Honors Overview


    Thank you for visiting my Honors English IV page. This page contains information for students and parents regarding expectations for the course and extensions that distinguish honors from standard.  


    Curriculum Content and Honors Extentions

    Honors English IV is a rigorous course for seniors which fulfills the English IV graduation requirement. It is best suited for students who are intrinsically motivated and who enjoy reading, writing, and deep literary analysis.
    Honors English III is a strongly recommended prerequisite for Honors English IV. Students who earn a B or better in Honors English III are likley well-suited and well-prepared for Honors English IV.
    Honors English IV students will be required to complete much of the course reading independently outside of class. Students will be expected to arrive in class each day fully prepared to discuss assigned reading in detail. It will be imperative for students to utilize active reading strategies and to seek out secondary resources in order to ensure a thorough understanding of the course material. 


    Standards and Objectives

    The focus of Honors English IV is to prepare students for the pace and rigor of university classes.  Students will be expected to explore many of the core concepts of the course independently and to arrive in class prepared to express and defend their ideas. Students should advocate for themselves and take ownership of their own educational opportunities.


    Curriculum Plan  

    In the documents tab for the course website, parents and students can find the class syllabus, which contains grading information and behavioral expectations.

    To access the Parent Curriculum Documents, please follow the link below.




    Instructional Materials and Methods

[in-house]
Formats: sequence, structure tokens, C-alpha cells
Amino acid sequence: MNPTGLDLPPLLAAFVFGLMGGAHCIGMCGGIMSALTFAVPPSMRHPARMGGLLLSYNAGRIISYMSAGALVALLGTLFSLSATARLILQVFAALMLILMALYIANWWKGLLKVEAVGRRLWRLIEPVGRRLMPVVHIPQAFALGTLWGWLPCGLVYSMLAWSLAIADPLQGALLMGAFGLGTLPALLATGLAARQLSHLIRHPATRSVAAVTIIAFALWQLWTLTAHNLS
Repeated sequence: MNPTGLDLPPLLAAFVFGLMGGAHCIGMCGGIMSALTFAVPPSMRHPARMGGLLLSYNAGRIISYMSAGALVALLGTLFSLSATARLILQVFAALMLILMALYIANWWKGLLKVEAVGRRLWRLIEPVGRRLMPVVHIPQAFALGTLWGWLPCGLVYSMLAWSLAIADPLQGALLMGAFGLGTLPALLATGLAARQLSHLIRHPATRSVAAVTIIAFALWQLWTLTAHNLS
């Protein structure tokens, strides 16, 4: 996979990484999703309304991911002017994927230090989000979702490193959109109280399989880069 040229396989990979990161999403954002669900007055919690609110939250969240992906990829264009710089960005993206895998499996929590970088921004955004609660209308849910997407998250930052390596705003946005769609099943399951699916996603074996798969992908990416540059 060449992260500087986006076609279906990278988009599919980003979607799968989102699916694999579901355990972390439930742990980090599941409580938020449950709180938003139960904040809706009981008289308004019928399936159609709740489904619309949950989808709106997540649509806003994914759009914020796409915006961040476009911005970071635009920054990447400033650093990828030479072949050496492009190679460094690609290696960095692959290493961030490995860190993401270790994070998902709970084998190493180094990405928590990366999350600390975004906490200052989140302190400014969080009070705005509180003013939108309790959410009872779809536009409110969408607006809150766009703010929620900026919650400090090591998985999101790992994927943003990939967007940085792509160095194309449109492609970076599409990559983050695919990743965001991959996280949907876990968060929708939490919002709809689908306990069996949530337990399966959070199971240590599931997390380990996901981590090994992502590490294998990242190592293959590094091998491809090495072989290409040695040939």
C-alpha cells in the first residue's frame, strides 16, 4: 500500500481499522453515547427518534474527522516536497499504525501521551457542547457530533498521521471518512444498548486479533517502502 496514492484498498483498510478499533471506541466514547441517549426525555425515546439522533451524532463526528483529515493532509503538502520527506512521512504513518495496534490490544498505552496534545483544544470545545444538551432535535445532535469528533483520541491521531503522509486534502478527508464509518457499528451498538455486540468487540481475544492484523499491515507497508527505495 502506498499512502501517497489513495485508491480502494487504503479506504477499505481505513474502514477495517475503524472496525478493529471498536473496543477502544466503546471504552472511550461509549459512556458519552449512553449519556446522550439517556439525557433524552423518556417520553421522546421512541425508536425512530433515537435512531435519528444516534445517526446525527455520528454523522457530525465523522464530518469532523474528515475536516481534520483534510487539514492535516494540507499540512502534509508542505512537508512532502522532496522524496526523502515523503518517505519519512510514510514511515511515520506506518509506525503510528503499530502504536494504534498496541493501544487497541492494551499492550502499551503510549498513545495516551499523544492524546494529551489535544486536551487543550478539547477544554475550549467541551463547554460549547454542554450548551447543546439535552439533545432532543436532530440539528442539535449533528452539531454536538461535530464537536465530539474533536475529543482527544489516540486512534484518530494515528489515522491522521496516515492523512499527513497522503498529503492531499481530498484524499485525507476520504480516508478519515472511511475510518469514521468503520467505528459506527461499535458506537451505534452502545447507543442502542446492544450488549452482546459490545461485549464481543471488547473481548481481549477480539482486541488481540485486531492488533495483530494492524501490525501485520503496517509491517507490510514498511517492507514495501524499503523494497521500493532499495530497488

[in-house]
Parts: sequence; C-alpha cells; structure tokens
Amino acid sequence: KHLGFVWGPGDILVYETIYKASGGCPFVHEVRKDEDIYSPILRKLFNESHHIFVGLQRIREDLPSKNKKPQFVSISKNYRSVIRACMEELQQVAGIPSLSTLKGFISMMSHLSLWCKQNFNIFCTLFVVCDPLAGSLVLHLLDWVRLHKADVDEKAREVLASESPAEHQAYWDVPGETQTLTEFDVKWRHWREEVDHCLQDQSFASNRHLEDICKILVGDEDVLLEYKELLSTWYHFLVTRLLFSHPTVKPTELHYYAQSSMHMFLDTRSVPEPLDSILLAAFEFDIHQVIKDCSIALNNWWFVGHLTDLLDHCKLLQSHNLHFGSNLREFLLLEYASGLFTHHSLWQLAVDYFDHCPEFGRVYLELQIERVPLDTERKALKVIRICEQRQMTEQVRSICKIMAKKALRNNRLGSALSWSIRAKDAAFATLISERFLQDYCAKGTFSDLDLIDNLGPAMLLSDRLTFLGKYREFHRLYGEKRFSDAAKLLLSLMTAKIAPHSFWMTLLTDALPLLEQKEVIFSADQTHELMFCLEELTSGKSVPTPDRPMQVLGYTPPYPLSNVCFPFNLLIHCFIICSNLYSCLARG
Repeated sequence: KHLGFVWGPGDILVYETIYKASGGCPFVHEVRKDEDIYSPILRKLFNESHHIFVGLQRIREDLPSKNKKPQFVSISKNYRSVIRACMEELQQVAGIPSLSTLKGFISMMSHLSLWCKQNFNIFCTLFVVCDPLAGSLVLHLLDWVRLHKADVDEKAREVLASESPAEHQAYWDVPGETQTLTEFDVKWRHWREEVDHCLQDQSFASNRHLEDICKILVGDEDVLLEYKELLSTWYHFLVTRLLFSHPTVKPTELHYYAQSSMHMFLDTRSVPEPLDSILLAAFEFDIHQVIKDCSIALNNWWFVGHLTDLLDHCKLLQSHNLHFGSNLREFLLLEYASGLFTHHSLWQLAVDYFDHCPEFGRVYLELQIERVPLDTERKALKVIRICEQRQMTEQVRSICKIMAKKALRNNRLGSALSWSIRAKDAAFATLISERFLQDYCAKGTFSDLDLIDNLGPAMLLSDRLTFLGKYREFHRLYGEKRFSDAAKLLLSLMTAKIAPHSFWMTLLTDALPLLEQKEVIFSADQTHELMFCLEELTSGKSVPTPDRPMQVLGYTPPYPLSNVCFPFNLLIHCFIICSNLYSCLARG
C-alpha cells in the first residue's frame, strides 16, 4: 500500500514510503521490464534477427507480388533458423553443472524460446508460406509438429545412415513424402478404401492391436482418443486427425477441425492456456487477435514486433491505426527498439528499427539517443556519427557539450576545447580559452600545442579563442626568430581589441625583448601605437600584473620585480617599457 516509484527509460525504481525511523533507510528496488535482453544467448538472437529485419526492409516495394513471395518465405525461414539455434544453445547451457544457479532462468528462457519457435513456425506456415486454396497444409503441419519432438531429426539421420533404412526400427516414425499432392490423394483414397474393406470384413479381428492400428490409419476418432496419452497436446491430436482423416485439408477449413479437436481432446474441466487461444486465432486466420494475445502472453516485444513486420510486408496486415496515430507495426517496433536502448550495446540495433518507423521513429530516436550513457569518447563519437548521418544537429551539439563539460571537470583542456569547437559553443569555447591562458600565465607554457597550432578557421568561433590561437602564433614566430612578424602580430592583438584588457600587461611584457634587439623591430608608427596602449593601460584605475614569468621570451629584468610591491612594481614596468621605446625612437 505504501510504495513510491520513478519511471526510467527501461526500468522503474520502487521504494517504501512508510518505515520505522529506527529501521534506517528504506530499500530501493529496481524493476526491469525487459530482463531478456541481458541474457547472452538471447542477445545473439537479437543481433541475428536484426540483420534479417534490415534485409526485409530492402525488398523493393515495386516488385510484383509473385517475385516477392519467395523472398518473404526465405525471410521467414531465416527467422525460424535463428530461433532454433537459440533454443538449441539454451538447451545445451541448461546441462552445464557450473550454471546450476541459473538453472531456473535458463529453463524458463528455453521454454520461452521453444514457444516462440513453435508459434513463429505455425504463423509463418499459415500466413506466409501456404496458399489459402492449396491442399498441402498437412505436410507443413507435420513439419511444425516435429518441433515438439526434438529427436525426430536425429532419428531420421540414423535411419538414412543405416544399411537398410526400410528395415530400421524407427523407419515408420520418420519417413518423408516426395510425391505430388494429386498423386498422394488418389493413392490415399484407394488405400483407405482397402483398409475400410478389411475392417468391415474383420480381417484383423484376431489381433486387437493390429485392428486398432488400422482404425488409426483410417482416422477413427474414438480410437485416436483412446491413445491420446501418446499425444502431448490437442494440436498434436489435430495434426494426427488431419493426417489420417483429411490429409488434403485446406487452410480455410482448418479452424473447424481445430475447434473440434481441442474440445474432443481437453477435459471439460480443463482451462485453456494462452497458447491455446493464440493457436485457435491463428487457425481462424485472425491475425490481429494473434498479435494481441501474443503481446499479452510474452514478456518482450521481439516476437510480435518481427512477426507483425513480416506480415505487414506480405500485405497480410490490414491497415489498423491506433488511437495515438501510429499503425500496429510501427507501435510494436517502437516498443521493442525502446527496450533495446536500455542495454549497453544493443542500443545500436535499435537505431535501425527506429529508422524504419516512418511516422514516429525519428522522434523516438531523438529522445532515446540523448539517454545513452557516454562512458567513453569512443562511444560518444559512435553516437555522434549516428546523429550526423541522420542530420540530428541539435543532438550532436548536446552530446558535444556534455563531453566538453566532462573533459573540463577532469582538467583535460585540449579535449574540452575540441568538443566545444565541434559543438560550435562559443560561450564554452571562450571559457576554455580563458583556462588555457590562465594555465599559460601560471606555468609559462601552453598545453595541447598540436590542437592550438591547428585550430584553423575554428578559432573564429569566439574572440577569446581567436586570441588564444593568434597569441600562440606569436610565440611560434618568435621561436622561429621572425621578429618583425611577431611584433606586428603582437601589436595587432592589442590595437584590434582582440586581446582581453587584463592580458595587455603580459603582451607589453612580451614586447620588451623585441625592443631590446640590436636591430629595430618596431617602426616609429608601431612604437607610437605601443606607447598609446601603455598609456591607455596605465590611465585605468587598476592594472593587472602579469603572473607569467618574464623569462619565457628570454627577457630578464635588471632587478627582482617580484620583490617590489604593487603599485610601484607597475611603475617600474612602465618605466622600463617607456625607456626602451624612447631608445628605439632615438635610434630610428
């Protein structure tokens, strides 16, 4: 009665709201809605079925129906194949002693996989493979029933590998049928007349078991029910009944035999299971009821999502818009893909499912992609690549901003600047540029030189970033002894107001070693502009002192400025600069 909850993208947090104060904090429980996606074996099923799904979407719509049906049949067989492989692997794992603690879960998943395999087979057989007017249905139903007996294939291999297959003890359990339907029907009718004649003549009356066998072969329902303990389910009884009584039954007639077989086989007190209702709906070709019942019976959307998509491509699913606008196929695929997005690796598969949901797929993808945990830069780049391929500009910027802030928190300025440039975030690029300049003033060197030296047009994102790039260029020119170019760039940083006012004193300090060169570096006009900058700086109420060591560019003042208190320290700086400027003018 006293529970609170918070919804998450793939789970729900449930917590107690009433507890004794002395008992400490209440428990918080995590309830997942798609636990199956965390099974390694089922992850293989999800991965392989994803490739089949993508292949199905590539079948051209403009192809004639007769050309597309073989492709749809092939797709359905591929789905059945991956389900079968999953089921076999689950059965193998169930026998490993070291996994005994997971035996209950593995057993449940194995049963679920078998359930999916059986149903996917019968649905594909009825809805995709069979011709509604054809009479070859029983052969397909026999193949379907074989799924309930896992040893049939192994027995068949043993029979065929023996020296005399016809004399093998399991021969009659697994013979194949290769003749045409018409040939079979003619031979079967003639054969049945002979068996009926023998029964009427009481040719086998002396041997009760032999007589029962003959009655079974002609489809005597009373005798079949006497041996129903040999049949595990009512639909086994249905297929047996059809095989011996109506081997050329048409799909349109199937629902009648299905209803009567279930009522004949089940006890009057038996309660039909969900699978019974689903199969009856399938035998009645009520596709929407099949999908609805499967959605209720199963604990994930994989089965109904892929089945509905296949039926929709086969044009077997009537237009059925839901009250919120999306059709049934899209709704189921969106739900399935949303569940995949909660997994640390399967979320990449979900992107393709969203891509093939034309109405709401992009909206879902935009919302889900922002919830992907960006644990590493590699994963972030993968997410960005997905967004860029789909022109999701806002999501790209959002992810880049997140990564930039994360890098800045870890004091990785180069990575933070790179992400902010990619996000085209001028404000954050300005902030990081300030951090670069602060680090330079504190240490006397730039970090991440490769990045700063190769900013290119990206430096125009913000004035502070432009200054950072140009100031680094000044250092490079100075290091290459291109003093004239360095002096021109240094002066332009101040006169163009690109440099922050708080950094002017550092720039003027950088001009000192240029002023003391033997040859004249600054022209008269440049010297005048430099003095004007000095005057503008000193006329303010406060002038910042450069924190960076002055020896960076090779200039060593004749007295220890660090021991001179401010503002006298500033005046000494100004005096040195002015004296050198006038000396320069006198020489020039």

The English IV course is separated into four thematic units: Madness, Mayhem, and Malevolence; Conforming the Chaos; Matters of the Heart; and Leaving a Legacy.  

    The Common Core breaks the English curriculum into four sections: reading literature, reading informational texts, writing, and listening/speaking.  For honors classes, fulfilling these standards looks different than it does in a standard classroom. For example, students will often read longer and more complex texts in honors classes when compared to standard classes.

    Each honors class will be required to complete an honors paper or project. Also, each English class will be required to complete a culminating research component which requires students to synthesize many of the skills from the class. When compared to standard classes, students in honors classes will be required to utilize more informational texts as sources for their research. Students will also have more stringent guidelines and expectations on the rubrics associated with the research component.

    The research component will also include a speaking/presentation component. Students in honors classes will be required to demonstrate their comprehensive knowledge of their chosen research topic as well as the ability to satifsy presentation requirements as outlined in the research presentation rubric. These expectations will be more stringent than the expectations for a standard class.




    The English Department at CMHS follows a consistent, department-wide plagiarism and late work policy as outlined in the course syllabus.  Grade category percentages are different for honors classes versus standard classes. These category weights are also outlined in the course syllabus. In an effort to mirror the typical expectations of a university course, more emphasis is placed on tests and less weight is awarded to classwork.
    All English IV classes (standard and honors) culminate with the English IV NCFE, which is a state assessment meant to measure a students level of content mastery in relation to the Common Core standards.